Precautions have been taken to maximize safety and minimize the spread of COVID-19 as the Army War College Class of 2021 arrives in the Carlisle area.
About 380 students are enrolled this year in the 12-month resident course that results in a master’s level degree in strategic studies, said Maj. Gen. John Kem, outgoing commander of Carlisle Barracks and the college.
Of those students, about 80 are international fellows — senior military leaders from countries allied with or friendly to the U.S. The rest are senior leaders representing every branch of the U.S. military and federal agencies.
The bulk of the American students are career officers, usually colonels, who are in their 40s and serve in the active-duty or reserve Army or the National Guard. They are drawn from overseas assignments in countries like Germany and South Korea or from stateside Army installations such as Fort Benning, Georgia, Fort Hood, Texas, or Fort Carson, Colorado.
With all this migration into Carlisle and Cumberland County, there is concern about the spread of the pandemic, Kem said. “People are very nervous as COVID numbers go up.” He said international fellows are particularly worried given the higher number of coronavirus cases in the U.S.
To address these concerns, post leaders have implemented a policy of mandatory testing of all incoming students after two weeks of limited movement, in the case of the Americans, or total quarantine, in the case of the fellows.
“We’re thinking a lot about how to make sure we’re safe coming in,” Kem said. “We are setting conditions for both fully remote and in-person instruction.”
Typically, War College students are divided into 24 seminar groups of up to 16 students each. The problem this year is the seminar rooms in Root Hall are too small to accommodate that many students while complying with social distancing protocols.
“We can’t use them so we looked at bigger spaces,” Kem said. Post leaders have identified about a dozen locations throughout Carlisle Barracks that could be used for group instruction, he said. Even then, adjustments are going to have to be made to divide the seminar groups into morning and afternoon shifts.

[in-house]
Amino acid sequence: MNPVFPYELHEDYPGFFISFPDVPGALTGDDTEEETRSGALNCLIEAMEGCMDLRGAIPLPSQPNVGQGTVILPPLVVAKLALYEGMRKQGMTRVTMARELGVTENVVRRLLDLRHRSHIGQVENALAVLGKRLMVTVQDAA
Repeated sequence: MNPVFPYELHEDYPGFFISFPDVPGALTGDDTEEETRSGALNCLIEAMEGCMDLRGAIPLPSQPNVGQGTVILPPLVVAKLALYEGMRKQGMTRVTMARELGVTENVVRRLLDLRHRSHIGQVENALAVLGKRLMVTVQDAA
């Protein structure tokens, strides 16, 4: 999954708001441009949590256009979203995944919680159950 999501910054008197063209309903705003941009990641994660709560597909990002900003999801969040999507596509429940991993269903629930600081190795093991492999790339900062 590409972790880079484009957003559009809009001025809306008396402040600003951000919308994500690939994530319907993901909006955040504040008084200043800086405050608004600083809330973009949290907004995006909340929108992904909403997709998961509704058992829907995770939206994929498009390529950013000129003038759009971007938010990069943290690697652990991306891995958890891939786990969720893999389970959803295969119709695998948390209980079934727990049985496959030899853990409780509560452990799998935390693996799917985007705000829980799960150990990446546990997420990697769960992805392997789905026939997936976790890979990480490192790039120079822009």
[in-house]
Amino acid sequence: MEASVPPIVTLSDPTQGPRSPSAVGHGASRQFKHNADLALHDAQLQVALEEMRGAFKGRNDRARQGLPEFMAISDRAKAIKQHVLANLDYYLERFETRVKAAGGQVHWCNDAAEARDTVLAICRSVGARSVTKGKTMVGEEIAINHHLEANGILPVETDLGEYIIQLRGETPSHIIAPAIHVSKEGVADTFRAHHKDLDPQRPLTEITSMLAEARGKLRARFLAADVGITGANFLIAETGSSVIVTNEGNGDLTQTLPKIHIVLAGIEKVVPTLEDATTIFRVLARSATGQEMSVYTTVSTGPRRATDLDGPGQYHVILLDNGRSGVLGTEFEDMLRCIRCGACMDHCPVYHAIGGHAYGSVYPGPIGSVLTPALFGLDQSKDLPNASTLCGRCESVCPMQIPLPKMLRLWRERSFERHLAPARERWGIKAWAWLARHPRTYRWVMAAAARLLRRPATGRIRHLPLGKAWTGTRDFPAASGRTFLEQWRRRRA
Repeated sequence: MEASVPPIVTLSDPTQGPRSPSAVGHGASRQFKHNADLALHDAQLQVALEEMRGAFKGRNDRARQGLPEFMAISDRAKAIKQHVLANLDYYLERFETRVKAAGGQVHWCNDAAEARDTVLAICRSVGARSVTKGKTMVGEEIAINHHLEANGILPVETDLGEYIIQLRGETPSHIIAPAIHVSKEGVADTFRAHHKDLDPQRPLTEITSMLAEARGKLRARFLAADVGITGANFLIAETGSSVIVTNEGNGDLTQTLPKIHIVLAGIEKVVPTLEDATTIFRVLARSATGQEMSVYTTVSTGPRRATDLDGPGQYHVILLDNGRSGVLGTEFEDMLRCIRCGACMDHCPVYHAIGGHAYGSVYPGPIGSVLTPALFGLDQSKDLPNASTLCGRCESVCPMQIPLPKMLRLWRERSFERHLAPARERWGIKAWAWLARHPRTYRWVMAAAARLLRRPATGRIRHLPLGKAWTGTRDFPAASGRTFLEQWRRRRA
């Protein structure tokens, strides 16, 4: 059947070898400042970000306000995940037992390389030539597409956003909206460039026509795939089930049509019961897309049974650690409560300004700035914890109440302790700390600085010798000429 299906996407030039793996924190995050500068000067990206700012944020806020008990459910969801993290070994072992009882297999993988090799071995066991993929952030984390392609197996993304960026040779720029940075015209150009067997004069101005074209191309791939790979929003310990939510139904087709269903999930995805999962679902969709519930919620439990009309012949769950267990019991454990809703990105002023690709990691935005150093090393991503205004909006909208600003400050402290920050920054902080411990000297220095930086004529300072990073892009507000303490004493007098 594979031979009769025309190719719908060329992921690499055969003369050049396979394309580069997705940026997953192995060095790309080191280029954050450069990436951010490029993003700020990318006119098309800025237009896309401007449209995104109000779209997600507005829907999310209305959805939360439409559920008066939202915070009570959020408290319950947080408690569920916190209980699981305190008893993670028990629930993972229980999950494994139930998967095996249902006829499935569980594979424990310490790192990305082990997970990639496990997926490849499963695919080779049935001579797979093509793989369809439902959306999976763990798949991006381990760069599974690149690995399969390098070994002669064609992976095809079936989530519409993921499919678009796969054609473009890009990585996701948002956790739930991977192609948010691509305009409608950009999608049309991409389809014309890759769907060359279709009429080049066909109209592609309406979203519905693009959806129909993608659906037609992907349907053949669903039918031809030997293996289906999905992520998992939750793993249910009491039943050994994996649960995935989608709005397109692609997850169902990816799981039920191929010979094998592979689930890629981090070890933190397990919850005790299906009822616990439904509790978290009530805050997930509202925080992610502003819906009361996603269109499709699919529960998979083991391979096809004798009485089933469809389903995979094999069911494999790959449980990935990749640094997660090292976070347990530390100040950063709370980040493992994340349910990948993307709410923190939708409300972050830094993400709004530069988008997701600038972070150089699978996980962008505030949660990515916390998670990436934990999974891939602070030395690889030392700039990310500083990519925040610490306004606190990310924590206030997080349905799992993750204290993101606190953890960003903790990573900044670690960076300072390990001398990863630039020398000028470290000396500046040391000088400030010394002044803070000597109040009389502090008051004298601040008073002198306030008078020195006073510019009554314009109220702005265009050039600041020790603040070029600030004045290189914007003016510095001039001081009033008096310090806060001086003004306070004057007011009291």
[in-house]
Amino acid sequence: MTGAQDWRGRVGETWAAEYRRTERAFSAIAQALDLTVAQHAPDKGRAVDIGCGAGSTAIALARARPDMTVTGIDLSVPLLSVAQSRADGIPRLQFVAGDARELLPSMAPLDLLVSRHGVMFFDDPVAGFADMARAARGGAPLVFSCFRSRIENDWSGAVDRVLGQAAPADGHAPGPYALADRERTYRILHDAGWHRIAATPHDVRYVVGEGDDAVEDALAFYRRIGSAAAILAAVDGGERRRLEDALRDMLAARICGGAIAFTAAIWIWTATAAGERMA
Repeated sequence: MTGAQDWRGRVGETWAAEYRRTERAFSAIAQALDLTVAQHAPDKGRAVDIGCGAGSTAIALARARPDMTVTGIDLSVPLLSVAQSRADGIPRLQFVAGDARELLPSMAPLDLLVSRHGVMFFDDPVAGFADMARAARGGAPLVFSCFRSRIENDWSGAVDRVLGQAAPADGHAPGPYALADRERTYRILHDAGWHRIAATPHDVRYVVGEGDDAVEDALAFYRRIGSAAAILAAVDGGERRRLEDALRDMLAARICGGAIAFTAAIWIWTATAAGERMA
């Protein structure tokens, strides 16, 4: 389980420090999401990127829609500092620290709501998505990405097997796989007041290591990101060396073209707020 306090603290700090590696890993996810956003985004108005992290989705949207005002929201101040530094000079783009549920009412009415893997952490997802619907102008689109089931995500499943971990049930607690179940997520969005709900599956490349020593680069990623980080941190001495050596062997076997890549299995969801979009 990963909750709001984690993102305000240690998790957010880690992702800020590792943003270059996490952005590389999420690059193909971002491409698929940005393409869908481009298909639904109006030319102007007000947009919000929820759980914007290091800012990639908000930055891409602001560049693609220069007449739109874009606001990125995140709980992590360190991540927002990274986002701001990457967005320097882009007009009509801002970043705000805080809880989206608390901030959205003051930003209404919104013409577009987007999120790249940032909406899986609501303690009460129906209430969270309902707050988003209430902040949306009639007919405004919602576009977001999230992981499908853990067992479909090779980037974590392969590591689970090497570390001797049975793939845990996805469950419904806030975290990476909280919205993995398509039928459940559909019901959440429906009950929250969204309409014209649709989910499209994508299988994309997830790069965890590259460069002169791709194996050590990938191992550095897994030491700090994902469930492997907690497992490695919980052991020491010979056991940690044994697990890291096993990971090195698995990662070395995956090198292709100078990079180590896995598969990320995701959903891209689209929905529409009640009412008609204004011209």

“The first week of school, we’re going to bring them in to do an AM/PM rotation for about three sessions,” Kem said. “We know they just had the COVID testing. Some of the [classroom] dynamics are better to do in person.”
The second week, the seminar groups will move into total remote instruction, in part to test the capabilities of the information technology, Kem said. That way, students and faculty would be ready to move between in-person and fully remote when needed.
“We will reassess every week to see how things are doing,” Kem said.
This past spring, the War College had no choice but to go almost completely remote. Even after graduation in early June, the pandemic has been causing problems for the outgoing Class of 2020.
“It was hard to get some students back to their countries,” Kem said, referring to the international fellows. “Their countries are concerned about travelers coming in from the U.S. As of two weeks ago, we still had 18 students and their families who have not left yet to go home. At last check, we are down to five students.”
So far, the pandemic has not had a major impact on the timetable to construct an $85 million academic building to replace Root Hall. In March, the Army awarded a contract to Manhattan Construction Co. of Arlington, Virginia.
There was a groundbreaking in June followed by site work that included the removal of some parking spaces, Kem said. “By mid-August, they will start doing pier work and start drilling because of the underlying soil conditions.”
The four-story, 201,000-square-foot general instruction building is being constructed next to Collins Hall, which houses the Center for Strategic Leadership. That facility runs exercises and war game scenarios. The goal is to complete the new academic building by March 29, 2023.
The new building will offer more space and greater operational flexibility than Root Hall, which was built in 1965-66 and dedicated in April 1967.
In October 2018, the Army Corps of Engineers validated Root Hall’s deficiencies, characterizing the building as “failing” and “past [its] useful life,” The Sentinel reported in April 2019.
At that time, barracks officials said that while Bliss and most of Root Hall may be demolished and redeveloped as open or park space, there are no plans to demolish the Root Hall gymnasium, which they deemed vital to maintaining the physical fitness of students.
Email Joseph Cress at firstname.lastname@example.org.
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